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Oscars 2015 memorable moments

The 87th Academy Award Ceremony took place at the Dolby theatre in Hollywood

23 February 2015, 1:53pm
Emotions ran high during this year’s Oscars ceremony, with passionate speeches and heartfelt performances taking centre-stage.

British actor Eddie Redmayne won the Best Actor award for his interpretation of Stephen Hawking in The Theory of Everything. In his acceptance speech, Redmayne dedicated his award to all ALS sufferers and to “one exceptional family – Stephen, Jane and the Hawking children.” Redmayne also thanked his wife Hannah Bagshawe, his "staggering partner in crime", co-star Felicity Jones, and his "ferocious but incredibly kind director James Marsh".

Meanwhile, Julianne Moore collected the Best Actress award for her performance in Still Alice, where she plays a 50-year-old woman who has early on-set Alzheimer's. Moore used her speech to raise awareness about the disease saying:

“I'm so happy, I'm thrilled that we were able to shine a light on Alzheimer's disease. So many people who have this disease feel marginalised. People who have Alzheimer's disease deserve to be seen so we can find a cure."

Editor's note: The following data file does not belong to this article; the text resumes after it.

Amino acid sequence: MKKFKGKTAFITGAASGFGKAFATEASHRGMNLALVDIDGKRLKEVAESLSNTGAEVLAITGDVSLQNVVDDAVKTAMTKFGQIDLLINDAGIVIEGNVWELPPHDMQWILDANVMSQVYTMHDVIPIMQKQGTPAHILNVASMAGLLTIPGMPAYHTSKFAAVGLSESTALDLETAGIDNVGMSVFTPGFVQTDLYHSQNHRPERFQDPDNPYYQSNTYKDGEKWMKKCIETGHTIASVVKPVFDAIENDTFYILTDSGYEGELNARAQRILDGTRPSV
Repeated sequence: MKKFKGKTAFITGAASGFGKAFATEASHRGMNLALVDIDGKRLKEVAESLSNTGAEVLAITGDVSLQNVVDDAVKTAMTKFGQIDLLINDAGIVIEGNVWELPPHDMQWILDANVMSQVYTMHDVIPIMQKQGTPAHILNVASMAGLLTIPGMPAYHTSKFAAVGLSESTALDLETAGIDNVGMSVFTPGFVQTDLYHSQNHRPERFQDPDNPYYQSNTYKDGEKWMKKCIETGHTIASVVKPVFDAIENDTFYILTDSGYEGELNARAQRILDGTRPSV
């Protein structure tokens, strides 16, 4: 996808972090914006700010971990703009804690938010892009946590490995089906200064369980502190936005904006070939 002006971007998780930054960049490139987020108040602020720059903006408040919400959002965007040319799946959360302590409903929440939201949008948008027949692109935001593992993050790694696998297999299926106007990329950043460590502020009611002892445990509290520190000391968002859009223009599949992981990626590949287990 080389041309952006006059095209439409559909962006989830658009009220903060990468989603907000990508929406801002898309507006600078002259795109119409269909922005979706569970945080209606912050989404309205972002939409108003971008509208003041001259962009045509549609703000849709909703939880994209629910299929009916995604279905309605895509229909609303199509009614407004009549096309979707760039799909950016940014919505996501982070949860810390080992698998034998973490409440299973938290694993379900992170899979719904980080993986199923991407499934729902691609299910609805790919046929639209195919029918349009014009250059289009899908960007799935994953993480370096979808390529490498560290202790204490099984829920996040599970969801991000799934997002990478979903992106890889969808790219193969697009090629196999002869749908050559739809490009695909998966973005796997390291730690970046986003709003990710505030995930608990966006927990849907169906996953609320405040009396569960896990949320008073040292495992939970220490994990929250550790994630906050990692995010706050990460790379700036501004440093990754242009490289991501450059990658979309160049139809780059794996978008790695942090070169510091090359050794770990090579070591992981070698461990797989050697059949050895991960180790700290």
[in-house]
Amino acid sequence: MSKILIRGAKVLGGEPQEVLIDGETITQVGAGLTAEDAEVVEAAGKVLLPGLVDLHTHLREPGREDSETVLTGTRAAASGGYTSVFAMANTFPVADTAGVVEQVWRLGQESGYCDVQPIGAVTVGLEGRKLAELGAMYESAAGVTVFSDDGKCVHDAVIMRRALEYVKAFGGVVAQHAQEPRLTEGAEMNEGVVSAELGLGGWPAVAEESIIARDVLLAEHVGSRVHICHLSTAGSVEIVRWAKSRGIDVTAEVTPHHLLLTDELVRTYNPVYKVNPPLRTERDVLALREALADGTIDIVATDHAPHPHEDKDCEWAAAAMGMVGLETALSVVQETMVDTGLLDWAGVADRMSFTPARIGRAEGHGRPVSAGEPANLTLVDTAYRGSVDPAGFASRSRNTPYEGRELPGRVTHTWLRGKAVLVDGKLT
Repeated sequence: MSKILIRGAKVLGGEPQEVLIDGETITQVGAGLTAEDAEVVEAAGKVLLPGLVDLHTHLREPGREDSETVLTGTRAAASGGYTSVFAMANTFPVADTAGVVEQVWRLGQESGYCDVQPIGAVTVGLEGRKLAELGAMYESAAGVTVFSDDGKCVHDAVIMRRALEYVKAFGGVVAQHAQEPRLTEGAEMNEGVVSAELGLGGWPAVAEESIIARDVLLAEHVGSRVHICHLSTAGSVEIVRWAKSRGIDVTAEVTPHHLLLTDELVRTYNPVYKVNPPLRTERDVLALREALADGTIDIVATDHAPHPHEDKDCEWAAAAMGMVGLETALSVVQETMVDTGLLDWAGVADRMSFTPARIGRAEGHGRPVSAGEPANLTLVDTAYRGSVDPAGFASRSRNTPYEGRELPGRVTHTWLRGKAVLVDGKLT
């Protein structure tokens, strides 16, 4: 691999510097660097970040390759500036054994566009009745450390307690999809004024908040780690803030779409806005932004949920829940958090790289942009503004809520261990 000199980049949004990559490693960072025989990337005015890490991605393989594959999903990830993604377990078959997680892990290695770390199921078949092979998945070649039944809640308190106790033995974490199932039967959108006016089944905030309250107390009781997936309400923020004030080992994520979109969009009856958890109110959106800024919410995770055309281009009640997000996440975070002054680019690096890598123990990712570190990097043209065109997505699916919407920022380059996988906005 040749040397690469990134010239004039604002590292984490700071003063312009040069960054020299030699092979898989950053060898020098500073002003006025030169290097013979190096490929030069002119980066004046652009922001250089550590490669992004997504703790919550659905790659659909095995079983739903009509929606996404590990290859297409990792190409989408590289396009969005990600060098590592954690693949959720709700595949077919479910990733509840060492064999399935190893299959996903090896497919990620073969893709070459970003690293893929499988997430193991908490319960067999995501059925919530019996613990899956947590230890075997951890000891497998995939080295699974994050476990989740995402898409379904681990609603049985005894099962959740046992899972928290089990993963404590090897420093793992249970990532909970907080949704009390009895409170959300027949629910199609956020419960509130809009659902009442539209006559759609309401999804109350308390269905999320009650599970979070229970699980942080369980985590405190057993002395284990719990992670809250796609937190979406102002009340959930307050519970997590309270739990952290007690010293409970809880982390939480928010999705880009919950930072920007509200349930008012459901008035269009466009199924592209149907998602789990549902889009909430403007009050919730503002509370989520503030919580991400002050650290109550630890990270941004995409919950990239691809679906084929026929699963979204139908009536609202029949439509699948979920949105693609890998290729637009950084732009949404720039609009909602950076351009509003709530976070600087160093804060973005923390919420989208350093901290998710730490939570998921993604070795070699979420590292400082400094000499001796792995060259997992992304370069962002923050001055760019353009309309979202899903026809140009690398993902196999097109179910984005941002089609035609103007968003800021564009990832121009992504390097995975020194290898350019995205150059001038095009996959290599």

Redmayne and Moore were not the only two to use their speeches to send a powerful message, with Best Supporting actress winner Patricia Arquette using her speech to advocate for gender wage equality. Arquette, who collected her first award for her performance in Richard Linklater's Boyhood, said:

"To every woman who gave birth to every taxpayer and citizen of this nation, we have fought for everybody else's equal rights," Arquette said.

JK Simmons won best supporting actor for Whiplash, in which he played a strict drumming teacher at a music conservatory.

Other memorable moments for the night included John Legend and Common’s acceptance speech for best song wnner Glory from Selma, a Martin Luther King bio pic. The performance of the song left much of the public in tears and their joint speech was seen as extremely powerful:

"Nina Simone said it was an artist's duty to reflect the times we live. Selma may be 50 years ago, but it is now, because the struggle for justice is right now."

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